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Now isn't the time for Louisiana to spend like a drunken sailor

Let’s hope the good news from the Revenue Estimating Conference does not trigger the atavistic reflex of all too many Louisianan politicians to embrace the Carnival spirit of living for today, not for tomorrow.

With its estimation of $192 million available currently, in the minds of many it is already spent, for some on health care (obviating the need for a sick tax), other for unneeded teacher raises. To its credit, the Administration has stated it wants to see the windfall go into capital outlay (as long as it doesn’t get plowed into building another useless lake), since this properly should be considered a one-time bonus.

As for next year’s $169 million now believed to be coming, Gov. Kathleen Blanco wants to see it steered to health care. That’s absolutely the right call, as long as that does not lead to a false sense of security that prevents necessary fiscal reforms in Louisiana’s provision of health care. (Still out there, though, is Blanco’s insistence that money has to be provided to pay for as-yet unclaimed corporate welfare for Hollywood.)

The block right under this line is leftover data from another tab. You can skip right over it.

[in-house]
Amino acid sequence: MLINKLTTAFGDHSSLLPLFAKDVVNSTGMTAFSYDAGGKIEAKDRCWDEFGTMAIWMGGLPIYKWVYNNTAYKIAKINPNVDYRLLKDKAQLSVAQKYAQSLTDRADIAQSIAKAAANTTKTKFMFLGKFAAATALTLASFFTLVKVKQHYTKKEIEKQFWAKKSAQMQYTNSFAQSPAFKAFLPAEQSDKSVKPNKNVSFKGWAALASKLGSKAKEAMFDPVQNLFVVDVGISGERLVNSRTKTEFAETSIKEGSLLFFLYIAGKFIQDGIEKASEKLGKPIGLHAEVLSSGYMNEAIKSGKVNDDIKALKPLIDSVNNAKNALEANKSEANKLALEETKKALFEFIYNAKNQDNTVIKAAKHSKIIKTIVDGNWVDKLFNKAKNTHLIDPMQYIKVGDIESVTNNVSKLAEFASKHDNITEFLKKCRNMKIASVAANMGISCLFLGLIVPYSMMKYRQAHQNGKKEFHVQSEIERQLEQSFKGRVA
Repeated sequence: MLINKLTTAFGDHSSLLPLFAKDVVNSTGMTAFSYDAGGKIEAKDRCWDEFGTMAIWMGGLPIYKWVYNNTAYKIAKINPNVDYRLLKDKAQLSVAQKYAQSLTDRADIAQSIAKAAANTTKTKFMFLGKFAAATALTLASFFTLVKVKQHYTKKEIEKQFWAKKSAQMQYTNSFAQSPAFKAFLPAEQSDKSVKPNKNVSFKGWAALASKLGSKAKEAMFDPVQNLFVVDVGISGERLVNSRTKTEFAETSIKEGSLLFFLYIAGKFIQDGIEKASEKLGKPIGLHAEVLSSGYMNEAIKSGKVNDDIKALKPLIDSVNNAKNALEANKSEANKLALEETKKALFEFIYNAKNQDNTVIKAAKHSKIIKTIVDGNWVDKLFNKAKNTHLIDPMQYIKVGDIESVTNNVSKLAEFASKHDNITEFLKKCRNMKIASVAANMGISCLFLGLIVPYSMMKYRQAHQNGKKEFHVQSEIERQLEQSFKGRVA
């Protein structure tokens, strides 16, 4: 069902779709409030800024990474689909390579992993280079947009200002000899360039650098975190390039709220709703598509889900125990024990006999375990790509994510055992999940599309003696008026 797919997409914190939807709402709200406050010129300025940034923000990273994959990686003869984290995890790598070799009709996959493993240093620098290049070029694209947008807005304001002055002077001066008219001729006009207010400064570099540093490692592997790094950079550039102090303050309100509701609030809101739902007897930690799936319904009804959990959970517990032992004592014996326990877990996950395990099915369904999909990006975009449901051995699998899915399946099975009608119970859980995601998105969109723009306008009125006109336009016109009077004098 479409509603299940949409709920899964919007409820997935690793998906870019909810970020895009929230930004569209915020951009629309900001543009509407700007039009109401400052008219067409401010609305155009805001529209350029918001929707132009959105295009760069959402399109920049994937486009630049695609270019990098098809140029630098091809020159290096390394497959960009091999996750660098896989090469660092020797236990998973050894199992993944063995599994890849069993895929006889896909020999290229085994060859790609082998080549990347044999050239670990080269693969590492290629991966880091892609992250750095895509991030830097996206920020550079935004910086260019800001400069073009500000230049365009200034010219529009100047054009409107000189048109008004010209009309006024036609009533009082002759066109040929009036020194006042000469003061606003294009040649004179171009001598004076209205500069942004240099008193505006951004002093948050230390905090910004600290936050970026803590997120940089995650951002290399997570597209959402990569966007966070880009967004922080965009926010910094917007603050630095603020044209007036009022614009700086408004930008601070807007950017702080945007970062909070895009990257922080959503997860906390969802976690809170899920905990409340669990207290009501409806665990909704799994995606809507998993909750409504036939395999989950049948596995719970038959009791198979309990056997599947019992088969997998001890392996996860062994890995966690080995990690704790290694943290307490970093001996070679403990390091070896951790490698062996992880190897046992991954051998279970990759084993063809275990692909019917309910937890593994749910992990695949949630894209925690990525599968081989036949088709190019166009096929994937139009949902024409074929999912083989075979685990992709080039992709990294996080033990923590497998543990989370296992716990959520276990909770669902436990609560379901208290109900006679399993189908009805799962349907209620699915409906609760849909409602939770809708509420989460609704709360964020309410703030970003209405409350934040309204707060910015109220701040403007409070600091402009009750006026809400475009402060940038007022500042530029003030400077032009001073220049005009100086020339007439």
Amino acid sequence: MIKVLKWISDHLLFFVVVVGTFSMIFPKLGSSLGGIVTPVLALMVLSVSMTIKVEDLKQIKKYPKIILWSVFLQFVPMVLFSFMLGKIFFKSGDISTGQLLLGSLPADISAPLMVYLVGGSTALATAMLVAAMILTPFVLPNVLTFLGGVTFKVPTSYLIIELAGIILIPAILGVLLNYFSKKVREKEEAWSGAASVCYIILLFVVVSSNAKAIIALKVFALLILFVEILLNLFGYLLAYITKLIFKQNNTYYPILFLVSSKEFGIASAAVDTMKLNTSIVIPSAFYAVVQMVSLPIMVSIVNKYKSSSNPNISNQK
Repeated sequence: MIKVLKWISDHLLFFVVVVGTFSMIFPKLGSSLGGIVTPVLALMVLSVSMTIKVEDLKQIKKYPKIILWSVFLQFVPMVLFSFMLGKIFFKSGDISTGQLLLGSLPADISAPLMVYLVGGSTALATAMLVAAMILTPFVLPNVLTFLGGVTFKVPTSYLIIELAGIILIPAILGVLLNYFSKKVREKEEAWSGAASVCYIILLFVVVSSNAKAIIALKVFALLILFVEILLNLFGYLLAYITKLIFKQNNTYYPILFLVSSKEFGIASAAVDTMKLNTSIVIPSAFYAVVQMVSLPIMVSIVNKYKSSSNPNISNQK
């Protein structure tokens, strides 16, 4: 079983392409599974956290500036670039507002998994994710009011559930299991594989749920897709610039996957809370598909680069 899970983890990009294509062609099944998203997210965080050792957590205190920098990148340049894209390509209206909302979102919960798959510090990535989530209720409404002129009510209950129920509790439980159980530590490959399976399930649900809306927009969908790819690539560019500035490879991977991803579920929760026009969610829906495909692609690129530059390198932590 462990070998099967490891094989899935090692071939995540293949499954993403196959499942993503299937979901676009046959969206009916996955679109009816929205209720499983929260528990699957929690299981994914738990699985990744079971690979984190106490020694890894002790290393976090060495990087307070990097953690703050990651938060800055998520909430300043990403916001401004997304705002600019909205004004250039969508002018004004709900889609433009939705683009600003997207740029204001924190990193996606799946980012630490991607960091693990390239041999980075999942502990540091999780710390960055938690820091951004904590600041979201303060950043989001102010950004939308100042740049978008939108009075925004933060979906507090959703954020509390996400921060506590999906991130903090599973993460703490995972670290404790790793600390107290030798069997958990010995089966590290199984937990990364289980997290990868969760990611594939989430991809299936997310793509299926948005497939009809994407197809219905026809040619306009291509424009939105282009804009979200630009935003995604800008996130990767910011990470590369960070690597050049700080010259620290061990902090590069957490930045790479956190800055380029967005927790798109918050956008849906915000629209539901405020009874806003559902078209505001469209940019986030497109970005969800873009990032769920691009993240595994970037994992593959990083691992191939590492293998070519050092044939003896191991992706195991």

But Blanco still wishes to pursue the $1 increase per pack of cigarettes tax to fund the unmerited teacher pay raises. This is strange; by her insistence that next year’s additional funds go to health care, wouldn’t that mean that was top priority? Yet she has pushed far harder this measure to fund a new commitment than she has for making up the existing gap in health care revenues. Why was not the smoker tax dedicated to health care in the first place?

Obviously, the answer is politics. With 50,000 or so classroom teachers in the state, some throwing their weight behind unions dedicated first to sucking money out of taxpayers and incidentally to educating, they pack much more political punch than the poor, sick, and disabled, and it’s only the 20 percent or so of the population that smokes who would pay rather than the much larger segment of the population that would get hit with the sick tax. Kind of like the squeaky wheel getting the grease, those who complain the most will get first dibs on money most easily extracted from the fewest number.

There is also some question about doing the right thing in regards to the higher-than-anticipated oil revenues that constitutionally must go into the Budget Stabilization Fund. Many legislators lick their chops when they see this money being put into the piggy bank and want to declare by fiat it is a rainy day and time to bust it open. Senate Pres. Don Hines only yesterday had his bill to raid the Fund heard in a Senate committee which fortunately did not act on it. Maybe the pressure is off now with this newly “found” money but regardless this impulse needs vigorous resisting.

In all, the state cannot let this windfall make it think that serious fiscal and structural reforms are not necessary. Let’s not turn this state into a lottery winner that subsequently fritters it all away.

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